Tom Jahns, a professor of electrical and computer engineering and co-director of the Wisconsin Electric Machines and Power Electronics Consortium (WEMPEC) retired from his active faculty position at the University of Wisconsin-Madison on June 30, 2021.
Jahns joined the UW-Madison faculty in 1998 as the Grainger Professor of Power Electronics and Electric Machines. During his 23-year career at UW-Madison, he has made pivotal contributions to power engineering both as a researcher and through his work with WEMPEC, the largest academic/industry partnership in its field.
Jahns arrived at UW-Madison with a background that included experience in both industry and academia. After earning his PhD in electrical engineering from MIT in 1978, Jahns served as a senior engineer at Gould Research Laboratories before moving on to serve in several engineering research positions during 13 years at GE Corporate Research and Development. From 1996 to 1998, he returned to MIT as a senior lecturer and co-director of the MIT Consortium on Advanced Automotive Electrical/Electronic Components and Systems. During his early years at UW-Madison, he served as the thrust leader for electric motor drives research in the Center for Power Electronic Systems (CPES), an NSF-funded Engineering Research Center led by Virginia Tech.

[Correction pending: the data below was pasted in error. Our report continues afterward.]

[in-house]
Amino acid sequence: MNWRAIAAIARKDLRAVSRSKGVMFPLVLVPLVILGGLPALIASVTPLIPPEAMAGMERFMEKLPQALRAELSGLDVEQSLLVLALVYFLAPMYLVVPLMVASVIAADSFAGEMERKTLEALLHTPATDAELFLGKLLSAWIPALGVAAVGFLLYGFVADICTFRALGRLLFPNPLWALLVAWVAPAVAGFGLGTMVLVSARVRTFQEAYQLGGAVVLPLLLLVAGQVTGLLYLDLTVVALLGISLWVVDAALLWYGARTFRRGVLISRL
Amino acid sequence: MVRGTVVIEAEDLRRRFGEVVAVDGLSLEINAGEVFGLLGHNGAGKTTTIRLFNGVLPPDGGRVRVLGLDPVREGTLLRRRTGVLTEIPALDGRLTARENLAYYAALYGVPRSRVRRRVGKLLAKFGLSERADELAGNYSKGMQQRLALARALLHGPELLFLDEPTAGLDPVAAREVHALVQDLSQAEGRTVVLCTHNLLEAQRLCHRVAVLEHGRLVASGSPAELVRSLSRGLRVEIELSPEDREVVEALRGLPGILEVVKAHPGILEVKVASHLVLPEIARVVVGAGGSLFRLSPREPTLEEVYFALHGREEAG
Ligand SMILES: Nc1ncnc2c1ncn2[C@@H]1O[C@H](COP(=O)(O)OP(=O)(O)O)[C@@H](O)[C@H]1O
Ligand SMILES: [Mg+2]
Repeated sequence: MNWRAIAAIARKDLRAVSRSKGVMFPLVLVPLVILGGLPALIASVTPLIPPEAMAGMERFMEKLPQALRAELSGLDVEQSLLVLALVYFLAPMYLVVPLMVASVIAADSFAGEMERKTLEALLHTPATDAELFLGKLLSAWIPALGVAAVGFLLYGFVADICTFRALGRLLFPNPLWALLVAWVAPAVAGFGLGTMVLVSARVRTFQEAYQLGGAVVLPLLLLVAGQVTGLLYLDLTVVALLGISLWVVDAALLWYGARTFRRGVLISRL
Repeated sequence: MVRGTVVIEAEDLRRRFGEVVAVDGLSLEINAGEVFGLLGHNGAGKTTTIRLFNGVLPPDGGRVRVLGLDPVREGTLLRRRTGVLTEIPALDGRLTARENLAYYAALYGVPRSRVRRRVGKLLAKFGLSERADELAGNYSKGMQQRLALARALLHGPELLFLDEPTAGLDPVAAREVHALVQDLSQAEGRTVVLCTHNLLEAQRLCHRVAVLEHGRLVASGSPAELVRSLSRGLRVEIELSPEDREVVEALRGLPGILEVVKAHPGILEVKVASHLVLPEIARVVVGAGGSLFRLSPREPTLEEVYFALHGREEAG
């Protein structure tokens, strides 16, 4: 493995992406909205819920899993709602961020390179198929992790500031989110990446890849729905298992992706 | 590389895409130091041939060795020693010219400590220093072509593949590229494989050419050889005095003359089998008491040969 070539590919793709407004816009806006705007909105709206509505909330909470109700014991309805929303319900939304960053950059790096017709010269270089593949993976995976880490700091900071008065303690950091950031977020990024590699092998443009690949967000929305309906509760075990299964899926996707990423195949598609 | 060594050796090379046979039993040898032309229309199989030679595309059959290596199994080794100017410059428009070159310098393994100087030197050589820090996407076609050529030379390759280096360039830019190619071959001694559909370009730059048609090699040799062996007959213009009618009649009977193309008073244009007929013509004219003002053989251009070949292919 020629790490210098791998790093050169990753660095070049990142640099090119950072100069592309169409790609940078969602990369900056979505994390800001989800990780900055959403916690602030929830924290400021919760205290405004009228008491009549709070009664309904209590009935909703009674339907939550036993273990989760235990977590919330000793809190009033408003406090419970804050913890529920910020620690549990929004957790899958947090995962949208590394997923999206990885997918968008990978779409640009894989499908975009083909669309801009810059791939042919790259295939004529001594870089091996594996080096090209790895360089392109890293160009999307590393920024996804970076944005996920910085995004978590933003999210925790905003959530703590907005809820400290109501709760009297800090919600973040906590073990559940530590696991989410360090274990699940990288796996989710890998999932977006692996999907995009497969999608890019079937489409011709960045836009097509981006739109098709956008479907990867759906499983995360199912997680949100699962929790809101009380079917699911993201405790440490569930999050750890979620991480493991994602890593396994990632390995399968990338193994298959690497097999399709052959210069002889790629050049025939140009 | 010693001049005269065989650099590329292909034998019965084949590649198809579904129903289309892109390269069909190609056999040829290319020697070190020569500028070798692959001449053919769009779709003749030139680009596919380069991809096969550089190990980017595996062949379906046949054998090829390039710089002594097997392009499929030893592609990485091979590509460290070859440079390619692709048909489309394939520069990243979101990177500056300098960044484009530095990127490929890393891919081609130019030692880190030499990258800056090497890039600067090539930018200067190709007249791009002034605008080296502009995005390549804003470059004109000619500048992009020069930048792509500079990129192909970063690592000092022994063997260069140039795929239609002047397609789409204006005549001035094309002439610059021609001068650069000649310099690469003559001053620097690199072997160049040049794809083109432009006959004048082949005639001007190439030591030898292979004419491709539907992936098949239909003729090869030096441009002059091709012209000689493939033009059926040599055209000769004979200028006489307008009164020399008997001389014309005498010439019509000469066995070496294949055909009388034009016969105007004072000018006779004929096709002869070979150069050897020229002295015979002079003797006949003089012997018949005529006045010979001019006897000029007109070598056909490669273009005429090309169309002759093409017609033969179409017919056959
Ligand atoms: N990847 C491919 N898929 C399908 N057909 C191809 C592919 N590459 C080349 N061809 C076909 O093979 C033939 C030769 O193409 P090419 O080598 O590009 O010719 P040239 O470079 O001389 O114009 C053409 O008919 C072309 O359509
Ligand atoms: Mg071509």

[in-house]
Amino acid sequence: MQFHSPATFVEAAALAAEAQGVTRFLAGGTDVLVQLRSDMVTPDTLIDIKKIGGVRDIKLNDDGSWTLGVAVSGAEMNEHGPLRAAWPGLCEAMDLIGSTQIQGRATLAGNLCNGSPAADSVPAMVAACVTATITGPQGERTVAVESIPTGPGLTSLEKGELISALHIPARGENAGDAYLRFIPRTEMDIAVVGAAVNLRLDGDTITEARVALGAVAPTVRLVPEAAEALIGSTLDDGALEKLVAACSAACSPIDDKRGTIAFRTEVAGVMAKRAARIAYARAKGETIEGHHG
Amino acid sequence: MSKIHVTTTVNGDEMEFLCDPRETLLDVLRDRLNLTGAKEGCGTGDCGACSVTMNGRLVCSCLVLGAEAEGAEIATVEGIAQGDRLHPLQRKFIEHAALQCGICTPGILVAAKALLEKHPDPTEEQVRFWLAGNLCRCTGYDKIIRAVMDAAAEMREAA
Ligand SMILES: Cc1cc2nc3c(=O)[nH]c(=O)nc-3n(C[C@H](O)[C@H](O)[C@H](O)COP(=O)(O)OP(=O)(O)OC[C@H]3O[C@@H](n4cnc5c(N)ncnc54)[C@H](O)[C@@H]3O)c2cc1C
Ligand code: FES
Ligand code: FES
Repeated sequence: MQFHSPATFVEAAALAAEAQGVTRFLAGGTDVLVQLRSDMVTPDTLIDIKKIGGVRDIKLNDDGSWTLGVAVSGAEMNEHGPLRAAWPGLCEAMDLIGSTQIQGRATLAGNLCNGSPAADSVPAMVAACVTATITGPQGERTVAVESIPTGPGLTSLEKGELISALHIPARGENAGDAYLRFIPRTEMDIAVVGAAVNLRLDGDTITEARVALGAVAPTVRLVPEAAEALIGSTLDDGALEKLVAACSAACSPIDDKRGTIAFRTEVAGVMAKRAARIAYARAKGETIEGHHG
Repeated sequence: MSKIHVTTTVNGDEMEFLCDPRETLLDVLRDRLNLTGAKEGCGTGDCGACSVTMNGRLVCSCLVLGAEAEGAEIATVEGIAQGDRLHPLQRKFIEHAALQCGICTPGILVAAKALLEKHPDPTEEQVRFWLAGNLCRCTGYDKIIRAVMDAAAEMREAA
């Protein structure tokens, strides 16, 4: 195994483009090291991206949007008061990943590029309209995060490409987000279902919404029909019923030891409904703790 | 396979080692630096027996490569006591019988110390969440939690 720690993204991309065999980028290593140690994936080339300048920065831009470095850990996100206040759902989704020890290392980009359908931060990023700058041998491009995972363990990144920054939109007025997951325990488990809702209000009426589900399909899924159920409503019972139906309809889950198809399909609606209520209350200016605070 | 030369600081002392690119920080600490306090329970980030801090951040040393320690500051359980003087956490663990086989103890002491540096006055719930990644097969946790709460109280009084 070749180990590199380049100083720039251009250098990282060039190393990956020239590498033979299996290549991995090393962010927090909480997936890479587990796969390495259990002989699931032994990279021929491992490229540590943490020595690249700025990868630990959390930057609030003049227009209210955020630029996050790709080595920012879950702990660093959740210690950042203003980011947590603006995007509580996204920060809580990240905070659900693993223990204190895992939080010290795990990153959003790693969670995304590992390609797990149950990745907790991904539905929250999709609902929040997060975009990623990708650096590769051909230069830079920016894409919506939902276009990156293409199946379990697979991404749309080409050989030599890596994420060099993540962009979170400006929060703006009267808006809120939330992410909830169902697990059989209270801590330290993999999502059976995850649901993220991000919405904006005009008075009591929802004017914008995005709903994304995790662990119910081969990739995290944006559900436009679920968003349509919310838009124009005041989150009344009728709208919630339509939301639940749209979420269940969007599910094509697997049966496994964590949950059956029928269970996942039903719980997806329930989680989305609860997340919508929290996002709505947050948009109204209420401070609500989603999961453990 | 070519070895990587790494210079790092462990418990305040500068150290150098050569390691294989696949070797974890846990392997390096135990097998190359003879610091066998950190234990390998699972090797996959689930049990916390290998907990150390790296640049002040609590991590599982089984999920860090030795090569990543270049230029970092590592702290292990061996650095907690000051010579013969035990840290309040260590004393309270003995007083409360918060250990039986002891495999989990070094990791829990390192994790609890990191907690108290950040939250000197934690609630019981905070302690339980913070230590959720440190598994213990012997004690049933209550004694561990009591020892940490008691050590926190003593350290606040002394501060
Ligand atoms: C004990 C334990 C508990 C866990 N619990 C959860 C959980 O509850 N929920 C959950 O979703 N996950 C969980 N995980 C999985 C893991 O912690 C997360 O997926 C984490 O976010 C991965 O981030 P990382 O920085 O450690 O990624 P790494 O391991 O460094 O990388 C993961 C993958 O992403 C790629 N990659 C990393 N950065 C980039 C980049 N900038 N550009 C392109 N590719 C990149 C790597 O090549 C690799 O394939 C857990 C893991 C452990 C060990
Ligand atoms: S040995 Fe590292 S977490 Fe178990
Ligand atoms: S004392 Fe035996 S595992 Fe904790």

An expert in power electronics, electric machines, drives and power conversion, Jahns has conducted research in a wide variety of areas ranging from the development of high-performance permanent magnet machines used in nearly all hybrid- and battery-electric vehicles to the integration of distributed renewable energy sources and energy storage into the utility grid system using microgrids. During recent years, he has focused his research in the areas of integrated motor drives and electrified transportation, merging them together in the development of high-power-density megawatt-class motor drives for future aircraft electric propulsion systems.
Jahns has been honored with numerous prestigious awards throughout his career in both academia and industry. He became an IEEE Fellow in 1993 and received the IEEE Nikola Tesla Technical Field Award in 2005 “for pioneering contributions to the design and application of AC permanent magnet machines.” Jahns has been very active in IEEE, including service as the fourth President of the IEEE Power Electronics Society during 1995 and 1996 and an elected member of the IEEE Board of Directors from 2001 to 2002. He was elected as a member of the US National Academy of Engineering (NAE) in 2015 and received the prestigious Hilldale Award in Physical Sciences from UW-Madison in 2020 honoring his lifetime achievements.
Not unlike other WEMPEC professors emeriti, Jahns has announced that he intends to find ways to stay active in the WEMPEC community and continue making technical contributions in the years to come.
A version of this story was originally published by WEMPEC.